A Tangled Skein

borrowed

I have long been working at unravelling my semi-coalesced theory pertaining to the construction of a human mind, a life, a person in the fullest sense of that world. I encounter fragments of my theory-in-infancy in the works of other thinkers and writers, sometimes in an arrested moment, sometimes in a casual, almost unnoticed phrase or remark, but it always returns to me, such that I wonder if someday this will be my study, my pursuit, my magnum opus in a sense.

Today I was tracking down a volume of Virginia Woolf's diary, after having spent a few hours re-reading parts of Orlando, one of the best novels I have ever read, and so I was very caught up in the tangles of my non-theory, wondering about the thread of consciousness that makes a person appear to be so different at so many points in their life.

Proust helps as well--he is fantastic at elucidating the very thing that Orlando embodies: that human beings are both one and many, that they have many facets, each different and even opposed to the other; he asks how a person that one can know intimately, can spend every day with, can watch sleeping, waking, infuriated, enrapt will forever retain a core of mystery, a misty center veiled from view and most likely (most certainly?) unknown to them as well.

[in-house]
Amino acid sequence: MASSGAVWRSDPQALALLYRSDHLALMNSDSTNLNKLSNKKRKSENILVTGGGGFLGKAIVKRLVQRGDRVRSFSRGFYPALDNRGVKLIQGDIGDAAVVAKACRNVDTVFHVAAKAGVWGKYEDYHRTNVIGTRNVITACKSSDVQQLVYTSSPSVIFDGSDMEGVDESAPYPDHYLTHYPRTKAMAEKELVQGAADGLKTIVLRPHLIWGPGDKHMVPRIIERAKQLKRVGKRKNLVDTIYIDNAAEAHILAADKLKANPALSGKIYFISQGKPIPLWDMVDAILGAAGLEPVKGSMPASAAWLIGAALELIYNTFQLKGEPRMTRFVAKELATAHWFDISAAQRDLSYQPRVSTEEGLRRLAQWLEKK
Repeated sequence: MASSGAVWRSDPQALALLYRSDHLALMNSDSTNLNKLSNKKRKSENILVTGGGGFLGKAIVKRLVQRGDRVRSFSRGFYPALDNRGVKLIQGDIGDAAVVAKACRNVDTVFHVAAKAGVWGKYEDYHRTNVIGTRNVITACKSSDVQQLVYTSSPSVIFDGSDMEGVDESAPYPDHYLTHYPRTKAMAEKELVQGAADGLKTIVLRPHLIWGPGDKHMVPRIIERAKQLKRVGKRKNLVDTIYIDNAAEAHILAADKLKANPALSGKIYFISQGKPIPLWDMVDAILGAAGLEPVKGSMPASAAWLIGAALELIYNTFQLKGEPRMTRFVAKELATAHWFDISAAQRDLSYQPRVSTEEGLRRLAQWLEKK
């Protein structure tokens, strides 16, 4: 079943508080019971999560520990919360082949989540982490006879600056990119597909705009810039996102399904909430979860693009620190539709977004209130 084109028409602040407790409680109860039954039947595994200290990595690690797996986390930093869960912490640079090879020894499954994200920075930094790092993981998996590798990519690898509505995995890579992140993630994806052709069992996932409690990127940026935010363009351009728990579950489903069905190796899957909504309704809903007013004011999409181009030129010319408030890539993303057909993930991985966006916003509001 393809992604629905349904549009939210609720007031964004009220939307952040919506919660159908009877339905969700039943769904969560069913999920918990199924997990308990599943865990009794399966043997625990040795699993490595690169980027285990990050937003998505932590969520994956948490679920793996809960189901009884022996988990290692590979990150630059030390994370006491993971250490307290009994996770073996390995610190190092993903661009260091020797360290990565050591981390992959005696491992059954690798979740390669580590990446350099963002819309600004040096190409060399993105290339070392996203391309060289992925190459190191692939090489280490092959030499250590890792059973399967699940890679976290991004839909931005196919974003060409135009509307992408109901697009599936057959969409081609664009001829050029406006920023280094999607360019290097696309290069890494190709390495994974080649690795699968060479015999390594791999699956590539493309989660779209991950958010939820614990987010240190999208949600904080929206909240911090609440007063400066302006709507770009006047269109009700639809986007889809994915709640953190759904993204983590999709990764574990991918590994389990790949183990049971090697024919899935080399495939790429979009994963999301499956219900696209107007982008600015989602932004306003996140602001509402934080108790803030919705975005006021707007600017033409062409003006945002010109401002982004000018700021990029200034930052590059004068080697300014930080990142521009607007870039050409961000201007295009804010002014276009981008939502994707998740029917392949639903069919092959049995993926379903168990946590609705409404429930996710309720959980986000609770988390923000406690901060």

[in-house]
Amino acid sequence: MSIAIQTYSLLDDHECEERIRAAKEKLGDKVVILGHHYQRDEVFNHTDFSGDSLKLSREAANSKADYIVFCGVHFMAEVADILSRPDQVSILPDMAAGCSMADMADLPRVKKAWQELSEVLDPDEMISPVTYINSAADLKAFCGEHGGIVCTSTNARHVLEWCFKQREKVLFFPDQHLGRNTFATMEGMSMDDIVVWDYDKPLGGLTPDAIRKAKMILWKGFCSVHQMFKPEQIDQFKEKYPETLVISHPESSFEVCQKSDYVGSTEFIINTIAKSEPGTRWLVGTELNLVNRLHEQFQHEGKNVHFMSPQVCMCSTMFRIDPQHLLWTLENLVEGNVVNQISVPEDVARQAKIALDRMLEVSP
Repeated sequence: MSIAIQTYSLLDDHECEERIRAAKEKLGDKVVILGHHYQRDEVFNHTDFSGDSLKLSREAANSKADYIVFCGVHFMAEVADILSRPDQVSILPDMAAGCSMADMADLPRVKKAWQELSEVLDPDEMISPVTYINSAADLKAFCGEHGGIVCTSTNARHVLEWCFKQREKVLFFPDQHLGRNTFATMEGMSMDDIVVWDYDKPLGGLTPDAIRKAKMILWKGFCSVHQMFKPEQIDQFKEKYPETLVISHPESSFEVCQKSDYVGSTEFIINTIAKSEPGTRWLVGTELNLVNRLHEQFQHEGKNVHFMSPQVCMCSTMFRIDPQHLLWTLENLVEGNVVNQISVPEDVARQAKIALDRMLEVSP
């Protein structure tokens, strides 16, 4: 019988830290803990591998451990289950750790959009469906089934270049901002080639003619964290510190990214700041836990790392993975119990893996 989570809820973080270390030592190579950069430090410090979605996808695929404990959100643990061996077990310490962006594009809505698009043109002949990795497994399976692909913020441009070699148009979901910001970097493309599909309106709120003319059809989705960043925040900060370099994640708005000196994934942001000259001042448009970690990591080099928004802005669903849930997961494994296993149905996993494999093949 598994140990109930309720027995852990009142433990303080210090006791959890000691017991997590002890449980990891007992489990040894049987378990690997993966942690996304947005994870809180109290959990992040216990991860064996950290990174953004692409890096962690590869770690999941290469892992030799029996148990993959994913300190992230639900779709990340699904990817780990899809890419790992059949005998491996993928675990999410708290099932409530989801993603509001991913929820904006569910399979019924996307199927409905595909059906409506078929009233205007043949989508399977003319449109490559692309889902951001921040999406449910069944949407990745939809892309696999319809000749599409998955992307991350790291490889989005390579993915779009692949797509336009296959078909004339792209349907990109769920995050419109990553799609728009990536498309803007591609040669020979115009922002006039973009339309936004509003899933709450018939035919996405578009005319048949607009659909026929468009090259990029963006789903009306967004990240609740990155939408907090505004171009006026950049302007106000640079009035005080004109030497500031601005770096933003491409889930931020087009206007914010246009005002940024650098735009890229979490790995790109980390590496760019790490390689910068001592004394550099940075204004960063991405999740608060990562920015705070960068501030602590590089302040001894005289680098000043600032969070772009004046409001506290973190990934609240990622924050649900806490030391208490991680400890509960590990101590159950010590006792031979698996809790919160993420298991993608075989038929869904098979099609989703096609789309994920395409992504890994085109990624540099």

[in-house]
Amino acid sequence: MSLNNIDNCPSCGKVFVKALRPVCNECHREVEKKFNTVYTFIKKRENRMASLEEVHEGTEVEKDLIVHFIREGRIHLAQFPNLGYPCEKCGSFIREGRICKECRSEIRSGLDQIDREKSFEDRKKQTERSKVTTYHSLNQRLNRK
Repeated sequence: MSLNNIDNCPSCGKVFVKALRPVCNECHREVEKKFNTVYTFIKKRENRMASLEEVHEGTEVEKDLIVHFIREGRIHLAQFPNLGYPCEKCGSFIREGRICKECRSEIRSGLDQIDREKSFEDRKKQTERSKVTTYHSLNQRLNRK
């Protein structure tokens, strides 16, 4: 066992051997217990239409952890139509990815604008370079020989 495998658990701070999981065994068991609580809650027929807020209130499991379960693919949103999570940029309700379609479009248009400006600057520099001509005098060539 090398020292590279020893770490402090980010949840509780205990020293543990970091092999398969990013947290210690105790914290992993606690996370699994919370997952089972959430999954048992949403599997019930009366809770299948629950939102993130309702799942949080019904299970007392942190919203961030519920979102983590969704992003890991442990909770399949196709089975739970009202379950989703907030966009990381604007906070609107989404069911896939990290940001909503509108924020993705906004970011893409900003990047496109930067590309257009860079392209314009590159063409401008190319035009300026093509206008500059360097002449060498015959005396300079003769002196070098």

And musing upon this I came across an article on knot theory, of all things, in the latest issue of Cabinet magazine and was struck by the description of Borromean knot as a 3-dimensional knot made of 3 closed circles which do not intersect one another. These knots are described in Not Knot, a movie I was familiar with at the library, created by The Geometry Center at the University of Minnesota in the 80s.

I was struck bcause I had never thought of knots as a possible model in my own theory of personality. I used to imagine something akin to A.N. Whitehead's corpuscular strands with an enduring-ness about them, but not sclerotic or static at all. But knots seem to get to the essential this and not that about a person. The unmistakability, the undeniability that persists through the myriad of changes that any one person will experience. The links of the knot are boundaries, but they move and change and revolve, just as the triple helix of DNA is often shown as a spiraling strand.

The knot is clearly made up of three limits, the three links that twine together, but it is also clearly made up of necessary empty space, the space that creates the knot as it keeps the links separate from one another.

Just as any given personality will have some persisting elements, like Orlando's enduring desire for "Life!" or "A Lover!", the knot is composed of those three necessary links. But within them is the space for an infinitude of occurences; occurences which my mind, tutored rudely in Lobachevskian geometry, and even more rudely in modern physics, balks at thinking of.

But isn't it so much more beautiful to imagine a human personality as something which is clearly a specific thing, but which also wears a myriad of masks, costumes, habits, and even ways of being throughout its persistance. An ever-changing knot of life, a focus of energy with its own unique vibratory pattern (another one of my half-cracked theories), and always circling around the vein of the unkown, that essential artery from which everything must spring and to which everything must return.